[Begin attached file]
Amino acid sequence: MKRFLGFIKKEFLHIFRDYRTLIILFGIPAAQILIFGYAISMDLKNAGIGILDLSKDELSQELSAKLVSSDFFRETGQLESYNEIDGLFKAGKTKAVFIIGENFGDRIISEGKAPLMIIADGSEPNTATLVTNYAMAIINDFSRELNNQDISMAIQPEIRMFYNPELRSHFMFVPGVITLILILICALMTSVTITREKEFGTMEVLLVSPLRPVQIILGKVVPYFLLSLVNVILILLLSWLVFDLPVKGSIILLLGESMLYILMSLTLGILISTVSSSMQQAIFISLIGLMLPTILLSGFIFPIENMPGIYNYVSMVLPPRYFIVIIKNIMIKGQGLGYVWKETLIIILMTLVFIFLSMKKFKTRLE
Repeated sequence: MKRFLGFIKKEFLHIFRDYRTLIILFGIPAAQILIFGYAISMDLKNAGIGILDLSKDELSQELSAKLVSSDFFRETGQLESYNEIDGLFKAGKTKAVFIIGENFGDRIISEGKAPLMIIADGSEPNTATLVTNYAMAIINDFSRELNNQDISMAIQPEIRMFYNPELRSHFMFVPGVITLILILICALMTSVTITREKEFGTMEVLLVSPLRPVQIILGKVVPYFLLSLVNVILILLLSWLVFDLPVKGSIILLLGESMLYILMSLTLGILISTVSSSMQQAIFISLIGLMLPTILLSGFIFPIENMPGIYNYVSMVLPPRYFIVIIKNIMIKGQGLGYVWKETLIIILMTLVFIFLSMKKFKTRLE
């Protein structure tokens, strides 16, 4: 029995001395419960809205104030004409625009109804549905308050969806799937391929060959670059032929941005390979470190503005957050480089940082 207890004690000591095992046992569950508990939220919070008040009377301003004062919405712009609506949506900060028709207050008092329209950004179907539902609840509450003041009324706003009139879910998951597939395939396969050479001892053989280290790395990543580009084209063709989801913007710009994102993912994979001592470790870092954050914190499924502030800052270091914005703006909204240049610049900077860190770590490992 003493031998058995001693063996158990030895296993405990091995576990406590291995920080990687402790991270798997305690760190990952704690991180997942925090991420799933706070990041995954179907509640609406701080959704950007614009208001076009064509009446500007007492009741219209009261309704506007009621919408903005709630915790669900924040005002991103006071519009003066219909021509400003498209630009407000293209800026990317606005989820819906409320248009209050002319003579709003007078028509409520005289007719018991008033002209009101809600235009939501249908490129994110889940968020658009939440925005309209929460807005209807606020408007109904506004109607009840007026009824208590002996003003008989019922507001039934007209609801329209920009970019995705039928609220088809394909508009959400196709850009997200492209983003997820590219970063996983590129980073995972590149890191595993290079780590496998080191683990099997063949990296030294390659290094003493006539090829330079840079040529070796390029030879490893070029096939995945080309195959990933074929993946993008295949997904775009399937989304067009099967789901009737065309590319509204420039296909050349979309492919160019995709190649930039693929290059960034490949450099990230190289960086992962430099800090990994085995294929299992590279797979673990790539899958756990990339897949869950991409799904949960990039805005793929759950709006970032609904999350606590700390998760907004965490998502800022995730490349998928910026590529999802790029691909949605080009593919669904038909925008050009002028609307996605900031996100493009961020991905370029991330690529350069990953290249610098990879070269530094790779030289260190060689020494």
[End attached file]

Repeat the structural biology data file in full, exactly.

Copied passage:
Amino acid sequence: MKRFLGFIKKEFLHIFRDYRTLIILFGIPAAQILIFGYAISMDLKNAGIGILDLSKDELSQELSAKLVSSDFFRETGQLESYNEIDGLFKAGKTKAVFIIGENFGDRIISEGKAPLMIIADGSEPNTATLVTNYAMAIINDFSRELNNQDISMAIQPEIRMFYNPELRSHFMFVPGVITLILILICALMTSVTITREKEFGTMEVLLVSPLRPVQIILGKVVPYFLLSLVNVILILLLSWLVFDLPVKGSIILLLGESMLYILMSLTLGILISTVSSSMQQAIFISLIGLMLPTILLSGFIFPIENMPGIYNYVSMVLPPRYFIVIIKNIMIKGQGLGYVWKETLIIILMTLVFIFLSMKKFKTRLE
Repeated sequence: MKRFLGFIKKEFLHIFRDYRTLIILFGIPAAQILIFGYAISMDLKNAGIGILDLSKDELSQELSAKLVSSDFFRETGQLESYNEIDGLFKAGKTKAVFIIGENFGDRIISEGKAPLMIIADGSEPNTATLVTNYAMAIINDFSRELNNQDISMAIQPEIRMFYNPELRSHFMFVPGVITLILILICALMTSVTITREKEFGTMEVLLVSPLRPVQIILGKVVPYFLLSLVNVILILLLSWLVFDLPVKGSIILLLGESMLYILMSLTLGILISTVSSSMQQAIFISLIGLMLPTILLSGFIFPIENMPGIYNYVSMVLPPRYFIVIIKNIMIKGQGLGYVWKETLIIILMTLVFIFLSMKKFKTRLE
């Protein structure tokens, strides 16, 4: 029995001395419960809205104030004409625009109804549905308050969806799937391929060959670059032929941005390979470190503005957050480089940082 207890004690000591095992046992569950508990939220919070008040009377301003004062919405712009609506949506900060028709207050008092329209950004179907539902609840509450003041009324706003009139879910998951597939395939396969050479001892053989280290790395990543580009084209063709989801913007710009994102993912994979001592470790870092954050914190499924502030800052270091914005703006909204240049610049900077860190770590490992 003493031998058995001693063996158990030895296993405990091995576990406590291995920080990687402790991270798997305690760190990952704690991180997942925090991420799933706070990041995954179907509640609406701080959704950007614009208001076009064509009446500007007492009741219209009261309704506007009621919408903005709630915790669900924040005002991103006071519009003066219909021509400003498209630009407000293209800026990317606005989820819906409320248009209050002319003579709003007078028509409520005289007719018991008033002209009101809600235009939501249908490129994110889940968020658009939440925005309209929460807005209807606020408007109904506004109607009840007026009824208590002996003003008989019922507001039934007209609801329209920009970019995705039928609220088809394909508009959400196709850009997200492209983003997820590219970063996983590129980073995972590149890191595993290079780590496998080191683990099997063949990296030294390659290094003493006539090829330079840079040529070796390029030879490893070029096939995945080309195959990933074929993946993008295949997904775009399937989304067009099967789901009737065309590319509204420039296909050349979309492919160019995709190649930039693929290059960034490949450099990230190289960086992962430099800090990994085995294929299992590279797979673990790539899958756990990339897949869950991409799904949960990039805005793929759950709006970032609904999350606590700390998760907004965490998502800022995730490349998928910026590529999802790029691909949605080009593919669904038909925008050009002028609307996605900031996100493009961020991905370029991330690529350069990953290249610098990879070269530094790779030289260190060689020494």